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3 Simple Ways to Reduce Your Taxes

By Dan Caplinger - Mar 25, 2017 at 7:23AM

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Not happy with what you owe? Take steps to bring your tax bill down.

Tax time is hard, especially when you find out that you owe more in taxes than you expected. But good tax planning doesn't just happen. It takes effort to put yourself in position to pay as little tax as you can, and the right time for tax planning is right now. By taking a look at some simple ways to cut your taxes, you'll be more likely to have a favorable experience with the IRS next time around.

1. Look closely at tax-exempt bonds for your fixed-income portfolio

Interest rates have been extremely low for a long time, and to add insult to injury, investors have to pay a portion of their interest income to the tax man on most bonds. With Treasury yields running in the 2% to 3% range, losing 10% to 39.6% of that already scanty income to tax is the last thing that many taxpayers can afford -- especially those who live off the income that their portfolios generate.

One oft-neglected area of the bond market, however, can help you avoid that tax bite. Tax-exempt municipal bonds pay interest that's free from federal income tax, and the tax break is generally available to taxpayers in all brackets.

Keyboard with blue tax key.

Image source: Getty Images.

Ordinarily, you'd expect municipal bond rates to be far less than yields on taxable bonds, because the market should price in the tax advantages of muni bonds. However, that hasn't been the case lately. For instance, the most recent figures from the bond market put 10-year municipal bond yields at 2.46%, compared to 2.52% for Treasury bonds with the same maturity. With an after-tax yield of 2.27% for low-income taxpayers and just 1.52% for top-bracket taxpayers, Treasuries just don't stand up well against high-quality municipal bonds.

2. Be smart about selling your investments

One of the biggest benefits of long-term investing is that you remain in control of your tax destiny. Many investors don't realize that even in a taxable brokerage account, when you pay tax on the share-price appreciation of the stocks you own is up to you, because capital gains tax is only due on stocks when you sell them.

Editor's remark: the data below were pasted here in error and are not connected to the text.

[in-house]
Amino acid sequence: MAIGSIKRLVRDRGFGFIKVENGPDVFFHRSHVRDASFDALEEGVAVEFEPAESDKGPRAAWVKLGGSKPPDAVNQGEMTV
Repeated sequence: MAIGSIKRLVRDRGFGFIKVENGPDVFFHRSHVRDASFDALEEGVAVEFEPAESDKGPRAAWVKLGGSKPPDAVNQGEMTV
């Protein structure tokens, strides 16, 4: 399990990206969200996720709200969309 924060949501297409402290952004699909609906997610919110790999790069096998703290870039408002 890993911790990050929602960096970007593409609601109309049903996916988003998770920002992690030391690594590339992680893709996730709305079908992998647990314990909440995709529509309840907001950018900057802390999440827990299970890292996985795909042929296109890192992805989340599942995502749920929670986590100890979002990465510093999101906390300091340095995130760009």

Most investors know about the benefit you can get by holding onto stocks for longer than a year, with maximum long-term capital gains rates offering reductions of 10 to 20 percentage points in tax compared to short-term capital gains. But fewer think consciously about the benefits from not selling stocks at all until you actually need the money. By choosing to hold off on an unnecessary stock sale on a long-term holding that you're comfortable hanging onto, you can avoid extra capital gains tax liability that can send your tax bill higher.

3. Be smart with retirement plan distributions

Many people make mistakes with their retirement plans, especially 401(k) plans at work. During your career, you can end up paying thousands of dollars of extra tax by cashing out your workplace retirement account when you switch jobs rather than either leaving it in place with your former employer or moving it to a new employer plan or personal IRA. The reason: Distributions you take from your retirement plan are generally subject to income tax, and you'll pay an extra 10% penalty to boot if you aren't old enough to avoid provisions imposing the penalty on early withdrawals.

Even once you retire, thinking about how you take money out of your retirement accounts is essential. If you have a mix of traditional and Roth-style retirement accounts, then balancing which accounts you take money from can give you a tax advantage over simply taking everything from your regular traditional IRA or 401(k) account, because traditional distributions are taxable while Roth distributions typically aren't. Manage your income needs well and you can avoid unpleasant tax surprises at a time in your life when you can least handle them.

Remember the big picture

Finally, keep in mind that smart tax planning is a long-term game. Minimizing tax in one year isn't always a good idea if it leads to higher taxes later on. By contrast, taking a big tax hit currently will sometimes pay off with big dividends well into the future.

If your tax bill is higher than you'd like, look to see what's causing you to pay so much tax. These three tips are a good starting point, and a closer examination can uncover other ideas you can incorporate into your tax planning for this year and beyond.

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